IMO Assembly calls for action on piracy off Somalia

United Nations Security Council has urged Member States to use naval vessels and military aircraft in the fight against piracy and armed robbery off the coast of Somalia

The 24th session of the IMO Assembly in November-December 2005 adopted a resolution on Piracy and armed robbery against ships in waters off the coast of Somalia.

The resolution was submitted to the Assembly at the recommendation of IMO Secretary-General Efthimios E. Mitropoulos following its approval, in principle, at the meeting of the IMO Council which preceded the Assembly.

The resolution condemns and deplores all acts of piracy and armed robbery against ships and appeals to all parties, which may be able to assist, to take action, within the provisions of international law, to ensure that all acts or attempted acts of piracy and armed robbery against ships are terminated forthwith; any plans for committing such acts are abandoned; and any hijacked ships are immediately and unconditionally released and that no harm is caused to seafarers serving in them.

The resolution authorizes the IMO Secretary-General to submit the resolution to the Secretary-General of the United Nations for consideration and any further action he may deem appropriate, including bringing the matter to the attention of the Security Council, taking into account regional co-ordination efforts.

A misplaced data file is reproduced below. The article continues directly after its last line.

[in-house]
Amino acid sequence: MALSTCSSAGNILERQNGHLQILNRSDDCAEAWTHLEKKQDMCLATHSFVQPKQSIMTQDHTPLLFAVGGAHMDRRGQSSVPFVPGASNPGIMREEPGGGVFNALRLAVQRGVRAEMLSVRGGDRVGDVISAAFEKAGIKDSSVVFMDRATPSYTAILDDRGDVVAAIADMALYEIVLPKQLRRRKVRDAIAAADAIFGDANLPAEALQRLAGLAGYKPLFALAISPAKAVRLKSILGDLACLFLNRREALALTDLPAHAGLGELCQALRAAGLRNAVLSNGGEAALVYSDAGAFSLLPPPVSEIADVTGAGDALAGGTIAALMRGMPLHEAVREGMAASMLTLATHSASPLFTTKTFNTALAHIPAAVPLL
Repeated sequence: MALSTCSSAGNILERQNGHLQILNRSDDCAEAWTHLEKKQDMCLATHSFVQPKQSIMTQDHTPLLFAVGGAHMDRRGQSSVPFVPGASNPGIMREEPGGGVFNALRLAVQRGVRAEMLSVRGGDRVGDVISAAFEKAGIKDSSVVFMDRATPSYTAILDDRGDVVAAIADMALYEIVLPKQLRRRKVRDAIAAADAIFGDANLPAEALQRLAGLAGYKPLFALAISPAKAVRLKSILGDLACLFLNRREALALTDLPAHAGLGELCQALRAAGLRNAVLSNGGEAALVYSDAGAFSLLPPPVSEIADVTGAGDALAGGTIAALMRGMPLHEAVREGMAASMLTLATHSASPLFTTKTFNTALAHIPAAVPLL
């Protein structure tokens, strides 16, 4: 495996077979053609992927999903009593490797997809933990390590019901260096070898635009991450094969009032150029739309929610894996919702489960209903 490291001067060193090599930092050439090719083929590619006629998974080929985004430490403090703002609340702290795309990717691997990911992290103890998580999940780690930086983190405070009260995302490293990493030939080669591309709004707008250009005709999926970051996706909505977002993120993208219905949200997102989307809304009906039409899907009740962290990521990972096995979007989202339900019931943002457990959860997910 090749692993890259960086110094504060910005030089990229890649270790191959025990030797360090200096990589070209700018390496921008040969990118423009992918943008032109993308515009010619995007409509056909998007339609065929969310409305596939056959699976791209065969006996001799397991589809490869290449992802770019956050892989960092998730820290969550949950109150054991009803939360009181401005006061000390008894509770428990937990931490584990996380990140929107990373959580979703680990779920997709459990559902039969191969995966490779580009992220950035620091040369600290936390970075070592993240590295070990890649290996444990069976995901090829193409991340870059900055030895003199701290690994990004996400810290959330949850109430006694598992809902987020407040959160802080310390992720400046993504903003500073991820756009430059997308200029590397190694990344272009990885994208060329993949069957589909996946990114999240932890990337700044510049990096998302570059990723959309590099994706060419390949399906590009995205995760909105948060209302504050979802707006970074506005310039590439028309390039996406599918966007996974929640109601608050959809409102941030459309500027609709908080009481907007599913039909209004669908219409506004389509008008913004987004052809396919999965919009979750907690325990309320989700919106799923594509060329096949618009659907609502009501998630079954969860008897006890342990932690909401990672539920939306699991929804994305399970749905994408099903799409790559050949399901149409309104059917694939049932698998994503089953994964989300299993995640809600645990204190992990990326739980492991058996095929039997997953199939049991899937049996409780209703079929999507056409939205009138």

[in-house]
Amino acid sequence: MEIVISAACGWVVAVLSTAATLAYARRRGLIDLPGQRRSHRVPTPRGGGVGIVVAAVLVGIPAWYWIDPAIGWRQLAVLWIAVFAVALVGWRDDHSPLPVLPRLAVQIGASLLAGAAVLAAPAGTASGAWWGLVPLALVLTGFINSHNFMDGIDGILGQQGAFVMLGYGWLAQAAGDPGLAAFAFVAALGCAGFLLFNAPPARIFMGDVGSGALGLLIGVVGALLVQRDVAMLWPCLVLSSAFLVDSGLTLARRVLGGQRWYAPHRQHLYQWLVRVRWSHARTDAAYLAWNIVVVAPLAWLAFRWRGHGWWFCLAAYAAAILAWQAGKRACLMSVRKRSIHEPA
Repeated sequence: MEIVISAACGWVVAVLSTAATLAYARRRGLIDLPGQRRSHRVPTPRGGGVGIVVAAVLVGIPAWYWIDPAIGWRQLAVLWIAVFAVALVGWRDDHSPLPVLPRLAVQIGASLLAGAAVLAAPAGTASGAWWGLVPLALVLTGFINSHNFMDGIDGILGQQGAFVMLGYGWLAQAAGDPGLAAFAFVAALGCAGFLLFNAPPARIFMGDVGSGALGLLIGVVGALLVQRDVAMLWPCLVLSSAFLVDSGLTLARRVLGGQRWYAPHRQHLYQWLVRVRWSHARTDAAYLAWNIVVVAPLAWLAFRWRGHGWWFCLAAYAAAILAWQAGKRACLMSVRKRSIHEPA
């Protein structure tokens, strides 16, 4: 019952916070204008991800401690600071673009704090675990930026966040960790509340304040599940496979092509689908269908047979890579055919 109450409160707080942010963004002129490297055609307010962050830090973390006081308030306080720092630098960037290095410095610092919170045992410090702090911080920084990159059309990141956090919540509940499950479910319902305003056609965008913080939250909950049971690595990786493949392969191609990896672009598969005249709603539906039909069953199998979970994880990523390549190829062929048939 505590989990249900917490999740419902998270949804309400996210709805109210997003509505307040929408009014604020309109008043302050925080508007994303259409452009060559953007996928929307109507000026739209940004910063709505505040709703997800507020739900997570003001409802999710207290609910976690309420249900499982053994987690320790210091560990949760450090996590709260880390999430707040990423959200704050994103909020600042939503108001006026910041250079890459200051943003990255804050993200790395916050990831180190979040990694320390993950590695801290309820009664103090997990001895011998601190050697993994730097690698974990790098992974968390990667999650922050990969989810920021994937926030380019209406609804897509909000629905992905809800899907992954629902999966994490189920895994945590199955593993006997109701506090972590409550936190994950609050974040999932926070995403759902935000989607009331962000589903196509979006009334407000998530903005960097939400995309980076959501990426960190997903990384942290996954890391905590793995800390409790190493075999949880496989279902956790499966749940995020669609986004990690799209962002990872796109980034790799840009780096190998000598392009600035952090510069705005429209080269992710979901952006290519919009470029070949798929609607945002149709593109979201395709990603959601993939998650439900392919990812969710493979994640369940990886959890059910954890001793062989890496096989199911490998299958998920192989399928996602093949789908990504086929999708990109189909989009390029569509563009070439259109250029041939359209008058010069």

The IMO Secretary-General is also requested to continue monitoring the situation and to report to the IMO Council on developments; to establish and maintain co-operation with the United Nations Monitoring Group on Somalia; and to consult with interested Governments and organizations to discuss providing technical assistance to Somalia and nearby coastal States to address the problem. This includes taking into account the outcome of the sub regional seminar on piracy and armed robbery against ships and maritime security held in Sana'a, Yemen from 9 to 13 April 2005. A follow-up to this seminar is due to be held in Oman in January 2006.

The resolution respects fully the sovereignty, sovereign rights, jurisdiction and territorial integrity of Somalia and the relevant provisions of international law, in particular the United Nations Convention on the Law of the Sea.

Governments are strongly urged to increase their efforts to prevent and suppress acts of piracy and armed robbery against ships and, in particular, to co-operate with other Governments and international organizations in relation to acts occurring or likely to occur in the waters off the coast of Somalia.

Governments are also strongly urged to:

  issue advice and guidance on any measures or actions they may need to take when they are under attack, or threat of attack, whilst sailing in waters off the coast of Somalia;